While the hockey administrators do not go for the best local coaches, then they should get a highly recognise foreign coach, whose job also includes training coaches on "internship". Stephen is a product of that exercise. Despite the promises and 5 months into the taking over of MHF, it would seem that they are reverting to another local coach as the national coach. Tai Beng Hai is a great personality and is making the right moves. He has a good assistant in Nor Saiful but both of them shall be under tremendous pressure as the expectations are high. Is it wise to torment them with such pressure at such an early stage of their coaching career. Ideally these 2 lads should go through the "apprenticeship" as what Stephen went through before they inherit the chair of national coach.

Well ! Our hockey administrators are "short sighted", and lack the foresight which makes them"clueless" in their approach. A price Malaysian hockey has to pay, the continuing deteriorating standards in the game and ultimately our world ranking.


Anonymous said...

Just to correct some facts in the original post.
1)Terry Walsh left after some death threats to his family in 1993after the Asia Cup in Japan. Msia had failed to qualify for the 2004 World Cup in Sydney losing the last spot to Belgium in Poznan in 1993.
2)Volker helped Msia to qualify for 1996 Atlanta and 1998 World Cup Utretcht holland. Thereafter MHF / NSC were not too happy with Volker and Paul Lissek was roped in to work with the team for 3 months with permission from the German HF and help us win the silver meda Commonwealth Games. A tactical move by Paul Lissek garning the malaysian coach post ie retirement plan.
3)In 2001 when German HF did not reappoint him for the failure in Sydney Paul Lissek was initially supposed to be Consultant and then Head Coach but finally they just designated him as National Coach and he was coach for the 2002 world cup in KL. The reasoning was that he is a professional coach and his market value need to be maintained so he has to be seen as active coach not consultant.A concern by our NSC official. Lost their focus to train our local coaches.

With Paul as Coach Msia did not qualify for the 2004 Athens Olympics with NSC Dato Mazlan backing. At one stage MHF wanted to replace him when they did badly in the Asia Cup in KL but Dato Mazlan step in and withdrew his services before MHF relented and he was back as NAtional Coach. *** other things transpired behind the scene.

When they didnt qualify Mazlan when questioned says they had to keep Paul because no local coaches wanted to apply as Colin, Stephen and Wallace - FIH coaches etc would not want to be full time coaches. This wasn't the case.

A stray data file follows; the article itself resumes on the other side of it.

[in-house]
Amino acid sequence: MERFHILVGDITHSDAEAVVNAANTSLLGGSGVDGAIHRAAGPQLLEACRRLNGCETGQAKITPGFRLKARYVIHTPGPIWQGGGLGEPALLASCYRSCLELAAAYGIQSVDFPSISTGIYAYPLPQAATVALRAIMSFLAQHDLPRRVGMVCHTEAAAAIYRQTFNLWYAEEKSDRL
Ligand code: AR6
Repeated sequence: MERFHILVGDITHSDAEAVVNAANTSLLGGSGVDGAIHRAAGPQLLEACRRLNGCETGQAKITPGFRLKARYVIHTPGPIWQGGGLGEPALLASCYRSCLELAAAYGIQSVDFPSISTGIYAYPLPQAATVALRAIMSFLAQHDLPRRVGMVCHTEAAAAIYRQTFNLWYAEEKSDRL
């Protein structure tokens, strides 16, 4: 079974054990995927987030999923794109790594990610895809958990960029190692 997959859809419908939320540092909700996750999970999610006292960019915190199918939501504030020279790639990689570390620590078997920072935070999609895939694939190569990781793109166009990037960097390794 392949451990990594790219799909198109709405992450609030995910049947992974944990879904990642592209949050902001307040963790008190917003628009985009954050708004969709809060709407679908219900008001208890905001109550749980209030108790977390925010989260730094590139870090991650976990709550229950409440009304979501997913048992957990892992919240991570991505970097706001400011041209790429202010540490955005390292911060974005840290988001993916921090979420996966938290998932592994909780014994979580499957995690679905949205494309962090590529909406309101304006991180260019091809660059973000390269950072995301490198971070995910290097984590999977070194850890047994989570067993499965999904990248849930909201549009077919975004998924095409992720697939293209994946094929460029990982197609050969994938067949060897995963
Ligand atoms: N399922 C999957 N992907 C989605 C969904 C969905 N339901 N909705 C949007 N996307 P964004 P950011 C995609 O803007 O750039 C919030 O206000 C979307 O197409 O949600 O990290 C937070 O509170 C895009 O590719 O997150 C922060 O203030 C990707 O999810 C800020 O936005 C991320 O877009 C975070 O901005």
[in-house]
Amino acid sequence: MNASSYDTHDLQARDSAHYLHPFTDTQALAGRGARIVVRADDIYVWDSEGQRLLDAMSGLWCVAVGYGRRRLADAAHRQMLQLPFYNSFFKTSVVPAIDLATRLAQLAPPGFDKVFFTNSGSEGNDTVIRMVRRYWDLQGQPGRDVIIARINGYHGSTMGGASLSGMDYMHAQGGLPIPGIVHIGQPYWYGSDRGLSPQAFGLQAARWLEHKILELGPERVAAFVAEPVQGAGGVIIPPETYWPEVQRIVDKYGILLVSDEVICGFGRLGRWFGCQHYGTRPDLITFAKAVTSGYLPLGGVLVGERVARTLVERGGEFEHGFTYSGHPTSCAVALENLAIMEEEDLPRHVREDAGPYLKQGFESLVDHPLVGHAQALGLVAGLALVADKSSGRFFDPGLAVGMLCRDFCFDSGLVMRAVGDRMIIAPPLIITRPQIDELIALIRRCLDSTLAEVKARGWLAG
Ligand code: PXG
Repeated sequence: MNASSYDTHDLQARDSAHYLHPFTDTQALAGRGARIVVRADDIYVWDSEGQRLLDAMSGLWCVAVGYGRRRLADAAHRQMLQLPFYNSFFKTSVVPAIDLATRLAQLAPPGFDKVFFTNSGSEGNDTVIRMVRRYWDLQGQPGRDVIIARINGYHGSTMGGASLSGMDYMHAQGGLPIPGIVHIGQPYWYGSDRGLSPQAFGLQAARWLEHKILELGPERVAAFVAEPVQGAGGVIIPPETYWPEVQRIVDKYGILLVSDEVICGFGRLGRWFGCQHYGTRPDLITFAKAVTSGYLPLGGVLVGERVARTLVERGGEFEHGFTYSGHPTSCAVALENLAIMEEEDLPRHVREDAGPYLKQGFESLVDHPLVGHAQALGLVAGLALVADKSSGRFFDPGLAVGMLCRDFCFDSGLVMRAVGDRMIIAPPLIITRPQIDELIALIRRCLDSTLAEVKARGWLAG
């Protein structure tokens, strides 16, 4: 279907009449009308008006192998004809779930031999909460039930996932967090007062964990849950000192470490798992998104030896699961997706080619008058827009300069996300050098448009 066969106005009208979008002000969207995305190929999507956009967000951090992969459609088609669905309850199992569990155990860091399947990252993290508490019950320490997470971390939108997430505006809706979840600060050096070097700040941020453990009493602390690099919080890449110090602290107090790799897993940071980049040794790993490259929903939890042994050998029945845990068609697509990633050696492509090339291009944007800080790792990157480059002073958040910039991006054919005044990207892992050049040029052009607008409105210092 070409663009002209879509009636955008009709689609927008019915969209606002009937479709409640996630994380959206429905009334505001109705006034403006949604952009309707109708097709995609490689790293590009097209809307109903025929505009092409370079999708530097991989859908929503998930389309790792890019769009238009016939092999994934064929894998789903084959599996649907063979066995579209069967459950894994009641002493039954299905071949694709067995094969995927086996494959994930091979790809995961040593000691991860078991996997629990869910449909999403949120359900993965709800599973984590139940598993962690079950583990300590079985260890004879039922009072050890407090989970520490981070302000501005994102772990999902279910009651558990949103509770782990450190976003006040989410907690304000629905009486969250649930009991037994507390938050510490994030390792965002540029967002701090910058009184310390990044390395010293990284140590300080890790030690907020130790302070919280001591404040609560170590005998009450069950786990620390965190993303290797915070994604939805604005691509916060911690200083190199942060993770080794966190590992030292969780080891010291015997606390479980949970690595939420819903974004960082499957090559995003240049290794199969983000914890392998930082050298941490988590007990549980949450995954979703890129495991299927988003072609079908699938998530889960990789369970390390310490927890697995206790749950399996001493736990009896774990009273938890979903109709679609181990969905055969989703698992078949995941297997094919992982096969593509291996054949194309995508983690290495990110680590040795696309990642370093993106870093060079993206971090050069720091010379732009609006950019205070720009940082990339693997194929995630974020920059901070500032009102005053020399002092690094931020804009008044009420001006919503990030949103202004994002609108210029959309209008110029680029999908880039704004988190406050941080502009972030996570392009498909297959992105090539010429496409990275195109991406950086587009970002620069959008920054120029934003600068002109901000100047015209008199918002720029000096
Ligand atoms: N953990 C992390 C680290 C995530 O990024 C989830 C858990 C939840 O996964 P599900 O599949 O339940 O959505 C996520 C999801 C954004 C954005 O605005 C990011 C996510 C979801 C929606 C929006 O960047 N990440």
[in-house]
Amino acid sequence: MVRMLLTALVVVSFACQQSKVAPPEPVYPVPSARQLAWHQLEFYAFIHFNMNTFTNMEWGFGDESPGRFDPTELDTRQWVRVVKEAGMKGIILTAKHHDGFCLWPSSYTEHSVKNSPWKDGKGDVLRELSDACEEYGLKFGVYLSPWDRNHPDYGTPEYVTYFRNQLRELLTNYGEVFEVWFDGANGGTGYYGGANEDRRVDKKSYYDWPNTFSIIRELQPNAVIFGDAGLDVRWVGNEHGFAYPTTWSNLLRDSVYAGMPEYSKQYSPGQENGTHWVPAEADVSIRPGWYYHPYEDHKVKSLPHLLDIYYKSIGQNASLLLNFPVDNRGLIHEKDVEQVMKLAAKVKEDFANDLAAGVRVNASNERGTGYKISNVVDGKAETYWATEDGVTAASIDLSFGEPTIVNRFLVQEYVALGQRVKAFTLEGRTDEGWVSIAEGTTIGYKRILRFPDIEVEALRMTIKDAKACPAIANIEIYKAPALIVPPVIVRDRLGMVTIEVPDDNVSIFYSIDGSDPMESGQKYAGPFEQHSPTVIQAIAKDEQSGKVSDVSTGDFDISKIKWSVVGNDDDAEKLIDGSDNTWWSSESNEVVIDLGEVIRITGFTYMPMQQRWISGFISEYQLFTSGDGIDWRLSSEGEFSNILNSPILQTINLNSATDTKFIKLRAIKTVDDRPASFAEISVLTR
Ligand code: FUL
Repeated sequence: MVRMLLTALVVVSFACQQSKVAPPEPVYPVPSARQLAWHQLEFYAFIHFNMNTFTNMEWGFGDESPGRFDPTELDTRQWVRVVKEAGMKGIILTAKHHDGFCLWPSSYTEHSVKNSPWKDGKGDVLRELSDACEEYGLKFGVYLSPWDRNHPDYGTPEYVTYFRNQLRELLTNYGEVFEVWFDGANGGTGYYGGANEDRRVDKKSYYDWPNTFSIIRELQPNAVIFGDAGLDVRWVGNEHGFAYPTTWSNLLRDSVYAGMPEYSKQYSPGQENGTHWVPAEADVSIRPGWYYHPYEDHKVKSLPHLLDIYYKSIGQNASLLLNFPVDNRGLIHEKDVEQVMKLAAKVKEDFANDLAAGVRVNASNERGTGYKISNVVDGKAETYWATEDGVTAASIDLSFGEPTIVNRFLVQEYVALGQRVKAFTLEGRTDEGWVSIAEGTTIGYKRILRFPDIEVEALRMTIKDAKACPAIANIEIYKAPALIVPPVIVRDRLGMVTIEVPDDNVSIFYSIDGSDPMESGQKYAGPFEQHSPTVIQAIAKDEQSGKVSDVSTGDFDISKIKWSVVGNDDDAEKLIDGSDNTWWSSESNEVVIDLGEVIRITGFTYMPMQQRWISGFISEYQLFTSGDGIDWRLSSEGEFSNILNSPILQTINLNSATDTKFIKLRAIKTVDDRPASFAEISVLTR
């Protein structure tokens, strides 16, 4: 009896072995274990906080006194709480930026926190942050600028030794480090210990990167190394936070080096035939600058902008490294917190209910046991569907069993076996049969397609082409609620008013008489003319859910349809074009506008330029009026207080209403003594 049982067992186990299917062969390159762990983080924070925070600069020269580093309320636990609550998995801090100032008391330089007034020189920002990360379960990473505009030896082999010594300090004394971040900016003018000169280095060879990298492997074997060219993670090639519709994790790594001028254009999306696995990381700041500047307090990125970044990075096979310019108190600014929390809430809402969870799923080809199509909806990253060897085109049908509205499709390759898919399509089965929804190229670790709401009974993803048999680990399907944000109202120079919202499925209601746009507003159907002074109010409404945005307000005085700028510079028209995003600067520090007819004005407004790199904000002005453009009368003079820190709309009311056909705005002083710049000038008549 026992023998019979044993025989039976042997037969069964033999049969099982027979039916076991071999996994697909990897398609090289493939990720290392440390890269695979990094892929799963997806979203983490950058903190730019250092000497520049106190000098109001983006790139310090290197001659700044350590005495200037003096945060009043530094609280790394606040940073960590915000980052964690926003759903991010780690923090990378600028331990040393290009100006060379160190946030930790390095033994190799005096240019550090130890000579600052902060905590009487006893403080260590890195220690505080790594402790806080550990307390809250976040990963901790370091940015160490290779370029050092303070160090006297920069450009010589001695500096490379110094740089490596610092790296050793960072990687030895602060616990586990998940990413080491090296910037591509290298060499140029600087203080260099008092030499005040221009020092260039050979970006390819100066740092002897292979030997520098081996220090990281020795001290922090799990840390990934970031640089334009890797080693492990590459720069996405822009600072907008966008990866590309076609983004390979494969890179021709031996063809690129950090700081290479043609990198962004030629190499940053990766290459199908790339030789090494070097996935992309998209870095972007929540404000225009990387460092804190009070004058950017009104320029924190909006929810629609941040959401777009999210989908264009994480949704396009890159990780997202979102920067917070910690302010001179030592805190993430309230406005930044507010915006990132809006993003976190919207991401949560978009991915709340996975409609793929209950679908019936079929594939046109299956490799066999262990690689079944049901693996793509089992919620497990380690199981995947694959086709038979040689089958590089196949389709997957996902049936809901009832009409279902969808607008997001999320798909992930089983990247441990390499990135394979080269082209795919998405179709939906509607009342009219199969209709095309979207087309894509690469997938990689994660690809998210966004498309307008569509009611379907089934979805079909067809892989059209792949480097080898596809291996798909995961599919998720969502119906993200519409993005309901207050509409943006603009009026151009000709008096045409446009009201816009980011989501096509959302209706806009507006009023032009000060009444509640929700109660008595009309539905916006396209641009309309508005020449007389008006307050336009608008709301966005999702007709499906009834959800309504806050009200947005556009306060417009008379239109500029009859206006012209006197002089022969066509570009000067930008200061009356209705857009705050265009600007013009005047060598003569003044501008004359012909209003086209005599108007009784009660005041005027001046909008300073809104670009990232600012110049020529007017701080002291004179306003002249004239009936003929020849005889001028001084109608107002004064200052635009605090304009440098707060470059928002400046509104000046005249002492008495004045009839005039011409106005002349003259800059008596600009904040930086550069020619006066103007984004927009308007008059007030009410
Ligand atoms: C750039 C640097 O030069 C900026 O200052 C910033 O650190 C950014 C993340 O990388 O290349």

All 3 applied and were shortlisted along with Arul, K Rajan etc for interview and in the final interview only Colin, Stephen and Wallace were called. Mind you all 3of them are season bankers. They presented what they would lose in terms of remuneration if they resign or take no pay leave etc. "Clever Bankers" Even Dato Mazlan agreed that it would not be advisable to resign as the National Coach's job is for 2+2. What the coaches wanted was secondment / loan to NSC plus allowances just like the earlier arrangement with the Banks so that they have job security. Bravo to our late Satgunam's advise not to leave their jobs.

A lot of things happen in between** but the final decision was Wallace was appointed.

4) Wallace Tan was appointed for 2 years up to 2006 Doha Asian Games and he failed to get the team to the 2006 World Cup at Mocheglabach Germany. I think Paul was still the man behind.

When they didnt qualify and there was an inquiry they appointed Stephen as High Performance Manager for 3 months. I think our late Dato Ho was one of the advisers then. Our only FIH top coach, Stephen was willing to do the job without any payment or benefit. Stephen agreed due to persuasions and negotiations by certain senior members of hoki. Remember reading in the local daily our Azmi team manager made a big issue in the press. Wonder why? .

I remember there was this think tank working to get Stephen on board. My view, why he would want to walk into uncertainty when he is already doing well in the bank? What hoki is proposing to pay him is nowhere near "end of the day figure". Sad thing is we were paying a no-coach way above that.

Anonymous said...

Thanks to all this coaches that we are in the shit house we are in and as for you ghandi why are you scared about publishing comments that don't favour your so called world class coaches.Muttons i say\
for the love of the game